Saturday Linkages: Meditation Pods and Zombie Lawn Gnomes

Doesn’t everyone need a vintage 1970s meditation pod?

How To Build Your Own Trippy Meditation Pod 
Robin Wood Makes Wooden Bowls With Hand Tools in UK 

Skate Villa: Skateboard-Friendly Hunting Lodge Conversion | Designs & Ideas on Dornob  

Open source brick machine: the evolution: 

A classic work of entomology, available online in French and English:  

Mark Bittman: Is Alzheimer’s Type 3 Diabetes?

Cyclists are safe and courteous, and your disdain for them is grounded in cognitive bias:  
Is It Time for Interbike to Dump Las Vegas?  

Zombie lawn-gnomes feast on a pink flamingo:  

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Radical Beekeeper Michael Thiele Ventures Into New Territory

Thiele with an unorthodox hive–picture from his website Gaia Bees.

One of the lectures I went to at the National Heirloom Exposition in Santa Rosa earlier this month has really stuck with me. It was a talk by radical biodynamic beekeeper Michael Thiele that, frankly, I walked into biased against. But by the conclusion I could tell that the whole audience, including myself, left deeply moved by what Thiele had to say.

The reason for my bias was that I was not too impressed with the two other biodynamic lectures I attended. One was just too pseudo-scientific even for my intuitively biased brain. The other lecturer, when asked why biodynamicists follow certain unusual practices such as burying dandelion flowers stuffed into the mesentery of a cow responded, “because Rudolf Steiner said so.”

Thiele was different. He is influenced by, what I believe to be, the true spirit of Steiner’s ideas rather than the dogma of his followers. Steiner, I think, would want us all to continue to use our sense of intuition rather than rely on what he said to do. Thiele balances what we know from science about bees with an intuitive relationship with bees as a whole, and complex, organism.

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Poultry Houses of the Ultra-Wealthy

Root Simple reader Christopher Calderhead tipped us off to a story in the Guardian on the plans by British hedge fund manager Crispin Odey to build a neo-classical chicken coop. Odey will, apparently, be spending at least £100,000 just for the stone. The Telegraph also covered the story and has more details on the construction,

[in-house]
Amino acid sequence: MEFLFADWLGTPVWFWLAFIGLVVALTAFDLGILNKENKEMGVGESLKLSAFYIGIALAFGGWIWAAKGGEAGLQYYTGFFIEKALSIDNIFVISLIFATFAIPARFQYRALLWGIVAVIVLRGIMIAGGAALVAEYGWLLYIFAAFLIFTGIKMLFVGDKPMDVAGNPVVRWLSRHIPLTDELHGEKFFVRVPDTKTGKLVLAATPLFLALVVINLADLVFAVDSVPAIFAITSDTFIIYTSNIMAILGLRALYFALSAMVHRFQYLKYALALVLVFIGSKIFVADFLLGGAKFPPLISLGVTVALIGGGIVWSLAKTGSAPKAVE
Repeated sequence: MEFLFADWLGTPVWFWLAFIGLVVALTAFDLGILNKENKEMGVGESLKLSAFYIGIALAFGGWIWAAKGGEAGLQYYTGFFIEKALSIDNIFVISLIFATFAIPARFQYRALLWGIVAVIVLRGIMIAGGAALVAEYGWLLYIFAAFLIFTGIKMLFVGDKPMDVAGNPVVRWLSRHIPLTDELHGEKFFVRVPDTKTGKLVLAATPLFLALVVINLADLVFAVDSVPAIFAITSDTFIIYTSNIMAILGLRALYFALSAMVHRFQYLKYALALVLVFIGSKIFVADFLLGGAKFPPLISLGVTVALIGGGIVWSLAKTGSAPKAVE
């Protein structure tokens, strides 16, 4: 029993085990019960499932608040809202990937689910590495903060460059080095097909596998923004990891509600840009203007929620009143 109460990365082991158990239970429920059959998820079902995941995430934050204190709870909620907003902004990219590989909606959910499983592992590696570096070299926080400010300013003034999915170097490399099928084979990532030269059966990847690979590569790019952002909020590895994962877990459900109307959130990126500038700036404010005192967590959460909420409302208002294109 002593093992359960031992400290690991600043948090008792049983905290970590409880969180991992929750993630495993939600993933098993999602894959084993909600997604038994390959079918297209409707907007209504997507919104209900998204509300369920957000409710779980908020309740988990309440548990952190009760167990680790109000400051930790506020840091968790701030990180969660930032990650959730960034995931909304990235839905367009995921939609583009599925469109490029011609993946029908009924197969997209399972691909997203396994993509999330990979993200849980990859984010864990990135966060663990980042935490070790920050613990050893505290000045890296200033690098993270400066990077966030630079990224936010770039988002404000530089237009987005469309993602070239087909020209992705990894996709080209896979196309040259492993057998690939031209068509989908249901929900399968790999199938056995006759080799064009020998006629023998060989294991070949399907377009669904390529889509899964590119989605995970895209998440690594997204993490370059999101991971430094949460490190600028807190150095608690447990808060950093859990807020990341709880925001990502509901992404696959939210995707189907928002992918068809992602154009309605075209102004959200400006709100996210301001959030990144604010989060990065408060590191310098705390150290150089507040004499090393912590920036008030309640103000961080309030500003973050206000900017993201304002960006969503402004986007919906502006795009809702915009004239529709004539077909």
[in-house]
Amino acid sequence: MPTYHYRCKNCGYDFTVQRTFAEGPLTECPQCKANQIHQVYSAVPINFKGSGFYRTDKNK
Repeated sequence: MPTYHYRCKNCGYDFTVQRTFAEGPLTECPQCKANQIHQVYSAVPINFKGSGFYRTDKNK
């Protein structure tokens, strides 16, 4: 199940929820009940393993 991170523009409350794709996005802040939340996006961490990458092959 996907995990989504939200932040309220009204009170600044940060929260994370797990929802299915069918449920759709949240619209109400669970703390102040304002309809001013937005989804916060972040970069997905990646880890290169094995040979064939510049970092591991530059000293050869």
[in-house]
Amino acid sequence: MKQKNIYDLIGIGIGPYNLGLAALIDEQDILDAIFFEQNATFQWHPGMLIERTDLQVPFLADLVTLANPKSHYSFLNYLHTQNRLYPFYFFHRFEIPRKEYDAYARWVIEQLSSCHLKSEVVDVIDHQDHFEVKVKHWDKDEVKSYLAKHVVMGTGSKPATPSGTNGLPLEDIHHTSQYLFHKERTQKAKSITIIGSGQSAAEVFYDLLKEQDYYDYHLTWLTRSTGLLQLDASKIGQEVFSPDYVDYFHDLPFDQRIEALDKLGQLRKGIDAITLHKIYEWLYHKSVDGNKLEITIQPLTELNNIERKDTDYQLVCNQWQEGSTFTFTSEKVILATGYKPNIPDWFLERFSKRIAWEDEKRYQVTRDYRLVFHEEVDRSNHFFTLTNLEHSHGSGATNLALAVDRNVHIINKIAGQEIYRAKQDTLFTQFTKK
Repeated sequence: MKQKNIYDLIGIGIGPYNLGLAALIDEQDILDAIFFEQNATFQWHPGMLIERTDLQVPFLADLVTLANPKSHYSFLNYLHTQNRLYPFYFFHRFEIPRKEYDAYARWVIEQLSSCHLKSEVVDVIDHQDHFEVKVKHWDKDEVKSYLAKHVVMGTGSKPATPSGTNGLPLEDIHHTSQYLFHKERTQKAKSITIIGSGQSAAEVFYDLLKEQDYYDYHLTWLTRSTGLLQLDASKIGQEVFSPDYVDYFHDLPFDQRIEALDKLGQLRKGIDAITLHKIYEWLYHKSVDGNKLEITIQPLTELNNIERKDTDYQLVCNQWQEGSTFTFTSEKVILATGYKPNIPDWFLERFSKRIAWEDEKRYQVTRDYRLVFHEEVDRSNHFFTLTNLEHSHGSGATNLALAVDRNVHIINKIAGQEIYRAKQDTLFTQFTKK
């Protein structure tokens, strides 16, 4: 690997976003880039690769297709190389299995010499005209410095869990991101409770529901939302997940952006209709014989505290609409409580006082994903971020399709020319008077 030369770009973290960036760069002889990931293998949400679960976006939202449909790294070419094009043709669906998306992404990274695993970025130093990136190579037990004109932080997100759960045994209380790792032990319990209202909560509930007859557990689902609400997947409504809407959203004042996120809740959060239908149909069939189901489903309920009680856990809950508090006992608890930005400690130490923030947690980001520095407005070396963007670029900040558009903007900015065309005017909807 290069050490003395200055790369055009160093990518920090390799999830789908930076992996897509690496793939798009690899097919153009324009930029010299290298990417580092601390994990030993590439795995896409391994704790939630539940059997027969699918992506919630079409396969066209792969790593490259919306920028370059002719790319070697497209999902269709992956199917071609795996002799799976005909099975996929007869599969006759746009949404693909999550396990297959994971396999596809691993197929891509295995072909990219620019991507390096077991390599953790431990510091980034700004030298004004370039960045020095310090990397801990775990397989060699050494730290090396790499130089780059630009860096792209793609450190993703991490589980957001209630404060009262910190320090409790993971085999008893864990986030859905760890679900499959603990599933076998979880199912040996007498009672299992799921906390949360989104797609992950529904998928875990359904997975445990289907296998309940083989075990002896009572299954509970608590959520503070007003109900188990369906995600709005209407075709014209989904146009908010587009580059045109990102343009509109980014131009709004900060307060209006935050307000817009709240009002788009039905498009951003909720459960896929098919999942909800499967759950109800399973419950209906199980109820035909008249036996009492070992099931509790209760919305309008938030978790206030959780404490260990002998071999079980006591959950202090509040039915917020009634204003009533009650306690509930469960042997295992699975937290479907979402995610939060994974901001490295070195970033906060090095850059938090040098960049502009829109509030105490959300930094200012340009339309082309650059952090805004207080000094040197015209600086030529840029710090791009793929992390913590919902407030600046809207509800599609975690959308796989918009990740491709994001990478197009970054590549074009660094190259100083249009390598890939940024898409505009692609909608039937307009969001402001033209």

The temple’s roof – adorned with an Anthemia statuette – will be fashioned in grey zinc; the pediments, cornice, architrave and frieze are in English oak; and the columns, pilasters and rusticated stone plinth are being hewn from finest grey Forest of Dean sandstone.

Sir Peter’s duck house.

This isn’t the first poultry house to cause a scandal in Britain. In 2010 Sir Peter Viggers claimed a £1,645 duck house as part of his expenses as an member of parliament.

Now if your taste runs more towards Dwell Magazine than the neo-classical, a British company sells a £1,950, “Nogg” chicken coop. Modern design, apparently, comes with an even higher price tag than Sir Peter’s duck house!. And, like most modern design, the Nogg is more conceptual than practical. Looks like a tight squeeze for a couple of hens. The Nogg could get Prince Charles started on on one of his anti-modernist architecture rants.

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Modesto Milling’s Organic Layer Pellets

I could blog for weeks about all the lectures I attended at the National Heirloom Expo, but I thought I’d take a break to highlight a product I came across in the vendor hall: Modesto Milling chicken feed. I’ve been using it for a few months now on the recommendation of Craig and Gary from Winnetka Farms (where our chickens came from). 

In my opinion, if I’m going to go through the trouble of keeping my own chickens they should get good feed in addition to kitchen scraps and yard trimmings. Since I don’t have a pasture to let my hens forage on, this feed is the next best thing. So that’s why I’ve decided to use Modesto Milling’s organic layer pellets, even though it’s more expensive than the feed I used to use.

Modesto Milling feed is carried at stores in California, Arizona, Colorado, Utah, Hawaii and online (though I imagine the shipping charges might be prohibitive). I pick mine up at a local pet store. A list of retailers is on the Modesto Milling website. You can also arrange a bulk order and split it up. And if you’re trying to avoid soy in your diet they have a soy free chicken feed.